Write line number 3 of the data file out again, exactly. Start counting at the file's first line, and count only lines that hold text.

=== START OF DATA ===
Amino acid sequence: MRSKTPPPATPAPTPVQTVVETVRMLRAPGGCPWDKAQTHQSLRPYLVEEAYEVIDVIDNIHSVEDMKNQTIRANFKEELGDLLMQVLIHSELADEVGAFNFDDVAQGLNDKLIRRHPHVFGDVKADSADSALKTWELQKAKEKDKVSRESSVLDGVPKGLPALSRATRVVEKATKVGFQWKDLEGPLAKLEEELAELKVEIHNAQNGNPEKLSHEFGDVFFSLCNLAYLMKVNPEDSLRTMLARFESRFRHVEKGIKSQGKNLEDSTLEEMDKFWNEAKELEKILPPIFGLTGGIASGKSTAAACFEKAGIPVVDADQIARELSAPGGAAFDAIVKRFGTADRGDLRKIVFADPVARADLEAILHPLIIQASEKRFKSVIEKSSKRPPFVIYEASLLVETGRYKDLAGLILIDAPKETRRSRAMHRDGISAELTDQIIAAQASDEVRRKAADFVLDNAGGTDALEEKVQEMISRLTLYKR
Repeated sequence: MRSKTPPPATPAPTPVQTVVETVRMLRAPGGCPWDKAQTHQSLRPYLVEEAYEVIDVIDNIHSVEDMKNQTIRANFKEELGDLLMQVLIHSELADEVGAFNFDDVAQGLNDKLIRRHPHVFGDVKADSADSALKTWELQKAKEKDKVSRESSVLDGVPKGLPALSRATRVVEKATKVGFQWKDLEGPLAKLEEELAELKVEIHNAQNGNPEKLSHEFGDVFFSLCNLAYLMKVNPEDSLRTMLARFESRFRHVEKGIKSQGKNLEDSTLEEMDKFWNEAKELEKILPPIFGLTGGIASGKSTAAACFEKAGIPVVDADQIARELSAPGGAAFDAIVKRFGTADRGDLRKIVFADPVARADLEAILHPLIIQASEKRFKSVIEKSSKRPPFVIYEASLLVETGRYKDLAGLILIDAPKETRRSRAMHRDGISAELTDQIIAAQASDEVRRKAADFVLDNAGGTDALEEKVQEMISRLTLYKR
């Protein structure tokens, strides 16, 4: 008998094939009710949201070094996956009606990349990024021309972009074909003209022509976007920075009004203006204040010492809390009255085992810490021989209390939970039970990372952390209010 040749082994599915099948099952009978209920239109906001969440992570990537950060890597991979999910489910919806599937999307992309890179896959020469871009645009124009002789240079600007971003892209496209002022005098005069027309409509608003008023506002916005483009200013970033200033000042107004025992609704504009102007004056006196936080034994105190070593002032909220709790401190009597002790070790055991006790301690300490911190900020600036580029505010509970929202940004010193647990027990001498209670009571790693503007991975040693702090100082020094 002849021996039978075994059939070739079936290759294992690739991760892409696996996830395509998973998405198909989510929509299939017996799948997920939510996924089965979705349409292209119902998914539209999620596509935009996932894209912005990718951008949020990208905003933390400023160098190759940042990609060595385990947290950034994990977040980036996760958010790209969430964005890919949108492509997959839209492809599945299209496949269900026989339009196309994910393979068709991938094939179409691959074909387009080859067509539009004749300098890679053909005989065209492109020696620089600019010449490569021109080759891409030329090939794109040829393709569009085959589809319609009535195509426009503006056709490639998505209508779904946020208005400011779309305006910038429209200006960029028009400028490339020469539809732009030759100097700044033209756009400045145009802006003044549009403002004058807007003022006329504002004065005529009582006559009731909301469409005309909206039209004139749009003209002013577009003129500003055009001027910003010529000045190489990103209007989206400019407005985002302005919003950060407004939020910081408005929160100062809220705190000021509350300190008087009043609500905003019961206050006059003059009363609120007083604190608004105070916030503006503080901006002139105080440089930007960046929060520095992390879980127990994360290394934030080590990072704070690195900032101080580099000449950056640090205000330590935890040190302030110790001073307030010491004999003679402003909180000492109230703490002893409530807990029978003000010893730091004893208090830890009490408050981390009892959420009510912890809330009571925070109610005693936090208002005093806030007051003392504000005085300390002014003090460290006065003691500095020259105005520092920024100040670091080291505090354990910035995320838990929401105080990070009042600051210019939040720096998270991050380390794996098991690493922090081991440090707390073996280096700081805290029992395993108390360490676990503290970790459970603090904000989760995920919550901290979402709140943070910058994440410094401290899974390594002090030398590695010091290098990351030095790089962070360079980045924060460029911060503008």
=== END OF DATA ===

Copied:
């Protein structure tokens, strides 16, 4: 008998094939009710949201070094996956009606990349990024021309972009074909003209022509976007920075009004203006204040010492809390009255085992810490021989209390939970039970990372952390209010 040749082994599915099948099952009978209920239109906001969440992570990537950060890597991979999910489910919806599937999307992309890179896959020469871009645009124009002789240079600007971003892209496209002022005098005069027309409509608003008023506002916005483009200013970033200033000042107004025992609704504009102007004056006196936080034994105190070593002032909220709790401190009597002790070790055991006790301690300490911190900020600036580029505010509970929202940004010193647990027990001498209670009571790693503007991975040693702090100082020094 002849021996039978075994059939070739079936290759294992690739991760892409696996996830395509998973998405198909989510929509299939017996799948997920939510996924089965979705349409292209119902998914539209999620596509935009996932894209912005990718951008949020990208905003933390400023160098190759940042990609060595385990947290950034994990977040980036996760958010790209969430964005890919949108492509997959839209492809599945299209496949269900026989339009196309994910393979068709991938094939179409691959074909387009080859067509539009004749300098890679053909005989065209492109020696620089600019010449490569021109080759891409030329090939794109040829393709569009085959589809319609009535195509426009503006056709490639998505209508779904946020208005400011779309305006910038429209200006960029028009400028490339020469539809732009030759100097700044033209756009400045145009802006003044549009403002004058807007003022006329504002004065005529009582006559009731909301469409005309909206039209004139749009003209002013577009003129500003055009001027910003010529000045190489990103209007989206400019407005985002302005919003950060407004939020910081408005929160100062809220705190000021509350300190008087009043609500905003019961206050006059003059009363609120007083604190608004105070916030503006503080901006002139105080440089930007960046929060520095992390879980127990994360290394934030080590990072704070690195900032101080580099000449950056640090205000330590935890040190302030110790001073307030010491004999003679402003909180000492109230703490002893409530807990029978003000010893730091004893208090830890009490408050981390009892959420009510912890809330009571925070109610005693936090208002005093806030007051003392504000005085300390002014003090460290006065003691500095020259105005520092920024100040670091080291505090354990910035995320838990929401105080990070009042600051210019939040720096998270991050380390794996098991690493922090081991440090707390073996280096700081805290029992395993108390360490676990503290970790459970603090904000989760995920919550901290979402709140943070910058994440410094401290899974390594002090030398590695010091290098990351030095790089962070360079980045924060460029911060503008």